Synology DiskStation DS414j NAS Review
Synology DiskStation DS414j NAS Review
Since they entered the NAS marketplace a few years back Synology have been continually evolving their products. The majority of their products get a yearly refresh for enhanced performance and features and between hardware launches their DiskStation Manager OS has continued to receive significant new revisions. Today we take a look at the latest revision of each, the DS414j (their first j model with dual core CPU + FPU and USB 3.0) with DSM 5.0.
Packaging and Bundle
The DS414j arrives in a brown cardboard box with Synology branding and a small sticker noting the model name. Inside we find the extras in their own box and the NAS, suspended to the side and wrapped in protective foam. Bundled with the DS414j are a network cable, screws for 2.5″ and 3.5″ drives, quick start guide and a 120w PSU.
The Synology DiskStation DS414j
The DS414j is a 4-bay NAS and has styling similar to some of Synology’s older models with the perforated front. In the centre we get LEDs for status, LAN and each drive bay along with a power button (which also contains a LED). The DS414j measures 184x168x230mm (HxWxD) weighing 2.21kg. The majority of the casing uses a matt black and internally we have a MindSPeed Comcerto 2000 dual core 1.2GHz CPU with enhanced floating point media functionality (and hardware encryption engine). This is backed by 512MB of DDR3 and each bay accepts drives up to 5TB for a total storage capacity of 20TB.
Both sides of the NAS feature a Synology logo which allows airflow through the sides and the base has four rubber feet. Moving round to the back of the DS414j we find two fan exhausts along with power input, reset switch, GB LAN port, lock slot and the two USB ports, one 3.0 and one 2.0 spec. There are also four thumb screws here which allow us access to the inside…
Installation and Set-up
To install the drive in our NAS unscrew the four thumbscrews and the back folds down to reveal two low noise 80mm fans. Behind them are our four plastic drive trays and into them we place our 2.5″ or 3.5″ drive in the tray before securing with the bundled screws and sliding back in. It is that simple.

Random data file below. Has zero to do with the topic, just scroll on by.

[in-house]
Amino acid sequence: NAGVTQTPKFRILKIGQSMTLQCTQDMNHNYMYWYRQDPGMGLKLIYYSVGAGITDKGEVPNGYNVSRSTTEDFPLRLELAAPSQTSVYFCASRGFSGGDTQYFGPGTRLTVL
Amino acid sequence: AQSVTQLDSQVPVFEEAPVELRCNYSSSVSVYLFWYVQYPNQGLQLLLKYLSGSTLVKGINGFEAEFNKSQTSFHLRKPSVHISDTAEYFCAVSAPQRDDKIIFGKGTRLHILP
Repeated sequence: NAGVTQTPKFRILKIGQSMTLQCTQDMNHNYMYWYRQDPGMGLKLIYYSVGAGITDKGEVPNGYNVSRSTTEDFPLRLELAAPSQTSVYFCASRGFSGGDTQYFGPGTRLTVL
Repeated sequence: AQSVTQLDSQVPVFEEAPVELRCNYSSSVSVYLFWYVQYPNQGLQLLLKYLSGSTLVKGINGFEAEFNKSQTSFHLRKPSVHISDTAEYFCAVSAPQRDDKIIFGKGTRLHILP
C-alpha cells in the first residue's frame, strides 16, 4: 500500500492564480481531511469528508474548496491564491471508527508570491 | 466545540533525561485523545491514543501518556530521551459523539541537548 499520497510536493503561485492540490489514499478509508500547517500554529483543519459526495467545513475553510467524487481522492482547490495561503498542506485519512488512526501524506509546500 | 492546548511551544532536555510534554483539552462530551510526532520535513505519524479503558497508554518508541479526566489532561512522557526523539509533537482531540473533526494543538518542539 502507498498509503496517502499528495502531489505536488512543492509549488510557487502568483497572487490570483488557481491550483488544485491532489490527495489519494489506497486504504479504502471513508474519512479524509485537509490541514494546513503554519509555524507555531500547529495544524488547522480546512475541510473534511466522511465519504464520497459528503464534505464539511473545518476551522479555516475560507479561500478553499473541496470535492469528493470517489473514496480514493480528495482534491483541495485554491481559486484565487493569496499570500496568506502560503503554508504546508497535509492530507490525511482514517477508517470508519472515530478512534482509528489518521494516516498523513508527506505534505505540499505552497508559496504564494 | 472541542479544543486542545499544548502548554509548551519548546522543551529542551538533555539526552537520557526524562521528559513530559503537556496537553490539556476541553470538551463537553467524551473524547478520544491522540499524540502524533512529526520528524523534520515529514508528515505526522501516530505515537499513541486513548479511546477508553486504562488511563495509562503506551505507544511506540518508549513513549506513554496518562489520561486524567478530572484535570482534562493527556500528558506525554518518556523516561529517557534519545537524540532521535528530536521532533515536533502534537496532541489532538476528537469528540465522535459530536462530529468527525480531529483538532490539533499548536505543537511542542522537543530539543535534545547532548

Once the drives are installed and the NAS powered on it is time to access DiskStation Manager web interface. To do this we can use the DiskStation Assistant software which finds and connects to the NAS and opens our browser too.
First up are some screens which give us info on the DiskStation as well as allowing us to point the NAS at the latest OS files. Next we create a password for the admin account and here we can also alter the server name, doing so will alter the name for the access URL as well. After this, installation of DSM begins.
Once installation and setup is complete we land on the login screen which now features a weather and clock widget. On first login we can also set up a quick access account used for accessing the device remotely.
Once installation and setup is complete we land on the home screen. This is in effect the ‘desktop’ and has a familiar Windows like UI experience which features taskbar, icons/shortcuts and a main menu (start) button. All Synology NAS solutions operate using DSM from the single-bay home user device to the 100 bay + enterprise solutions which is rather impressive.
On the desktop are the default icons which include File Station, Control Panel and Package Centre. Along the top taskbar we have a ‘start’ button on the left and over on the right, a search function, user account menu, display options as well as a notification system and (when appropriate) an icon informing us that there is a USB device currently connected. In the bottom right corner we have our quick access status indicators. Here we can see over health status of the system, the current CPU/memory usage as well as bandwidth use.
The start button, situated top left opens a menu with pretty much access to all the features of the DS414j. This includes any additional apps installed via the Package Centre.